Ortho McNeil Janssen Scientific Affairs, LLC are providing medication and placebos for this study.

For information on a related study, please follow this link:

http://clinicaltrials.gov/show/NCT00045903

Interventional
Not Provided
Allocation: Randomized
Endpoint Classification: Efficacy Study
Intervention Model: Factorial Assignment
Masking: Double Blind (Subject, Caregiver, Investigator, Outcomes Assessor)
Primary Purpose: Treatment
Obsessive-Compulsive Disorder
  • Drug: Risperidone
    Dosage of 0.5 mg to 4.0 mg per day as tolerated
    Other Name: Risperdal
  • Behavioral: Exposure/ritual prevention therapy (EX/RP)
    EX/RP is a form of cognitive behavioral therapy. Participants assigned to EX/RP will attend therapy sessions twice per week. In EX/RP, participants will be exposed to feared objects or ideas, and will be encouraged not to carry out a compulsive response.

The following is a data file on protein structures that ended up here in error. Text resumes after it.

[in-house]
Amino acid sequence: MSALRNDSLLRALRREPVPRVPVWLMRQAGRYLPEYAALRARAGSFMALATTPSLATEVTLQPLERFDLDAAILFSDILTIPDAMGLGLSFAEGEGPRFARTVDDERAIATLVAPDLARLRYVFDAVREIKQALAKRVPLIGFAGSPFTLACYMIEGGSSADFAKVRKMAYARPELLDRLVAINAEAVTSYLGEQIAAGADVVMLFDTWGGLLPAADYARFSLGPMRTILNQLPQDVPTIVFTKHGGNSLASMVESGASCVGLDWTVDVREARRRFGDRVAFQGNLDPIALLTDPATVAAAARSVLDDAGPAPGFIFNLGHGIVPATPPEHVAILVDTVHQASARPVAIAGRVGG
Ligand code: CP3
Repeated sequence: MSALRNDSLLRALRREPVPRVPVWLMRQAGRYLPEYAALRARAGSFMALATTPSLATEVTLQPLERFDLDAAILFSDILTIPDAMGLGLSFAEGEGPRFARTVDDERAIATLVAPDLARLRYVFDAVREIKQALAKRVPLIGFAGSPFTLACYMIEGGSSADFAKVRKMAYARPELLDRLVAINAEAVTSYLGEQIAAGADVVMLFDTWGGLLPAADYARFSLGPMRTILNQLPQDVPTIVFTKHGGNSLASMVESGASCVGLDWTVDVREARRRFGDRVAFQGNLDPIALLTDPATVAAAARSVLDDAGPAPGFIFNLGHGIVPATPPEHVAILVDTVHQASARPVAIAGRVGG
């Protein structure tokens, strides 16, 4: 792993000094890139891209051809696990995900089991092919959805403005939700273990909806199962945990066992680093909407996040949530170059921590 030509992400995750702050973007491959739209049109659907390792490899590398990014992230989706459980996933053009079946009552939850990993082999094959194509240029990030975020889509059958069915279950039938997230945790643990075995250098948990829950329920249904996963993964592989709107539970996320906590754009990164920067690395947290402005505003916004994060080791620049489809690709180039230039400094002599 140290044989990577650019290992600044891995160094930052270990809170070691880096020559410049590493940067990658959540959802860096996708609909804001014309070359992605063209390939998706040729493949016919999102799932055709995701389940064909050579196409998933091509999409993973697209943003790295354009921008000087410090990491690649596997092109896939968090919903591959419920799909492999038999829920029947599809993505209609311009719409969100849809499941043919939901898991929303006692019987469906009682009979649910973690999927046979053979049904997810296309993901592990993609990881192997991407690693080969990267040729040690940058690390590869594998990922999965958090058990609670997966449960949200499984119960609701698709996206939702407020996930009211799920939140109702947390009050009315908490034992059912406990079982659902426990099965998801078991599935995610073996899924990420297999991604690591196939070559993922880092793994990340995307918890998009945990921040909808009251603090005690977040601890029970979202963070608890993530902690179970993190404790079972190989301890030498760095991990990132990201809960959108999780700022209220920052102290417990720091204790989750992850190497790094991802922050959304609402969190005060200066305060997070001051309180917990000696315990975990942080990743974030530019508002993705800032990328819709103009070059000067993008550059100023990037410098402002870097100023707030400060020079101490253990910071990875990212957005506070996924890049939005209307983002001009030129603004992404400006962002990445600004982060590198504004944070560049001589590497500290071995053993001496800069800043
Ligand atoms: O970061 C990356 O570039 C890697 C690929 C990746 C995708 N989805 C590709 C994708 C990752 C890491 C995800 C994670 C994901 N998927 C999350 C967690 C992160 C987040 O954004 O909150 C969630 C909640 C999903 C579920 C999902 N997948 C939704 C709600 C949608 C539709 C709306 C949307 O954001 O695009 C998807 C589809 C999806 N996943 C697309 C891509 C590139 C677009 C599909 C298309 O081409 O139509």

Other Name: EX/RP
  • Drug: Placebo
    Placebo capsules will be identical in appearance to those of risperidone.
    Other Name: PBO
  • Active Comparator: 1
    Participants will receive treatment with risperidone
    Intervention: Drug: Risperidone
  • Active Comparator: 2
    Participants will receive exposure and response prevention therapy
    Intervention: Behavioral: Exposure/ritual prevention therapy (EX/RP)
  • Placebo Comparator: 3
    Participants will receive treatment with the placebo
    Intervention: Drug: Placebo

*   Includes publications given by the data provider as well as publications identified by ClinicalTrials.gov Identifier (NCT Number) in Medline.
 
Completed
115
December 2012
June 2012   (final data collection date for primary outcome measure)